We left Fort Pierce after breakfast for a shortish – two and a half hour – run north on the ICW, and tucked in just after the Vero Beach Bridge to pick up our assigned mooring in the Vero Beach Municipal Marina south mooring field by noon, in time for lunch. This one at one of the top cruising destinations in Florida –  nicknamed Velcro Beach because sailboats arrive intending to stay for a few days and end up spending weeks or months.

Unfortunately, this is most of what we saw of Vero Beach:

Plumbing Repairs!

Plumbing Repairs!

Yes, another repair stop! This one to fix our broken kitchen faucet. However, to be truthful, we were able to see enough of Vero Beach to understand why it is such an attractive stop for cruisers. The Municipal Marina is very cruiser-friendly, with a large, inexpensive mooring field ($15/day) and a small marina next to a pretty park with mature trees draped with Old Man’s Beard (aka Spanish Moss) and epiphytic Bromeliads. The area around the marina is attractive, with nice residential streets and a decent walk to the beach.

Pretty park near marina

Pretty park near marina

After lunch we lowered the dinghy to go into town, stopping first to say hello to Lynn and Stewart on Caladh, whom we spotted in the north mooring field. We registered at the dock, and picked up a great registration folder/kit which included maps of the area, a bus schedule, and other good stuff. We were on a mission – to get to a Home Depot or Lowes to buy a kitchen faucet to replace the broken tap which we have been putting up with for a couple of weeks.  Vero Beach runs a courtesy bus system (one of the cruiser friendly services) which stops at the marina. We hopped on the bus and the couple (cruisers too) behind us gave us directions to the Publix and West Marine, which are on the #1 bus route, as well as to Walmart and Home Depot, which involved changing buses to #2 at the bus station (where all the buses congregate and wait until all of them arrive and swap passengers, then they all leave together). So we went on to Home Depot, purchased new taps for the kitchen sink, and then went on to Walmart for a few groceries. We decided to stay on the #1 bus on its return trip to the marina, as it then does a loop to the seafront beach and back again to the Marina. We enjoyed  our little free tour.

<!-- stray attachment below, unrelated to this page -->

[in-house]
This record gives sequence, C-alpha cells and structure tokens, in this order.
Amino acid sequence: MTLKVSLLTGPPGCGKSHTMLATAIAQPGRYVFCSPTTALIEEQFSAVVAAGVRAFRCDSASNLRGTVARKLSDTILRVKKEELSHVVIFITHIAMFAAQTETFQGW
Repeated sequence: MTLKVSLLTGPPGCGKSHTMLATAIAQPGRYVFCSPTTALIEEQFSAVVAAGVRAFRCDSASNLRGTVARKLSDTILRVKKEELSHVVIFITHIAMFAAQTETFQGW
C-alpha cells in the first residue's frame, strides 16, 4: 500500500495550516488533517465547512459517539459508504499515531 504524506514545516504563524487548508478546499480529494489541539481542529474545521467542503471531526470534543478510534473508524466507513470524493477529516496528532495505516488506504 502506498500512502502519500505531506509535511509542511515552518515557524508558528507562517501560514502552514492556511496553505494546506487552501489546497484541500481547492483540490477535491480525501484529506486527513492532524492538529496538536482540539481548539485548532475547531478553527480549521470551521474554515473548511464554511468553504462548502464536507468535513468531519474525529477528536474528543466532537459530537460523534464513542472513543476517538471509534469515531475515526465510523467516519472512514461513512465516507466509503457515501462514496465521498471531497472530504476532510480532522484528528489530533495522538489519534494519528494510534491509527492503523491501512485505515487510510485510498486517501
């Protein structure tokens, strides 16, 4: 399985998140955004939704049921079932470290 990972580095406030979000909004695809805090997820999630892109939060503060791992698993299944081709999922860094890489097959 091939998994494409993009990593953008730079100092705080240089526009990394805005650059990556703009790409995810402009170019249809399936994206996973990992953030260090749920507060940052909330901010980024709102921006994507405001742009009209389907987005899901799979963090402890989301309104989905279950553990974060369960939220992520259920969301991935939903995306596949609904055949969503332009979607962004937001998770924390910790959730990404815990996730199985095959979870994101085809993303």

Back on Tai Chi we packed away our purchases in time for happy hour with Lynn and Stewart who dinghied over. They are regulars here to were able to provide us with inside scoop.

Stewart and Lynn returning to the South Mooring Field in their dinghy

Stewart and Lynn returning to the South Mooring Field in their dinghy

We had decided to stay two nights on our mooring so that we could (a) fix/replace the kitchen faucet and (b) see a little of Vero Beach. Our bus trip of the previous day gave us some indication of the pretty town, with parks and neat residential streets dripping with lush tropical vegetation and ranch style homes. As it turned out, the plumbing job took almost 12 hours, with intermittent burst of swearwords from Skipper Steve as water leaked on his head while he did contortions under the kitchen sink. His saddest discovery in fulfilling his sailing dream has been that it is not enough to learn how to sail – you have to learn to be an electrician, carpenter and plumber too, not to mention contortionist, acrobat and trapeze artist.

Lush gardens in residential street near marina

Lush gardens in residential street near marina

The saving grace was that the repairs required two shore trips to the nearest hardware store. This involved a pretty walk through the lovely neighbourhood surrounding the marina – admiring gardens, plants, birds and homes as we strode along in the sunshine….a pleasant reprieve for me from being ‘surgical assistant’ to the frustrated plumber-in-training.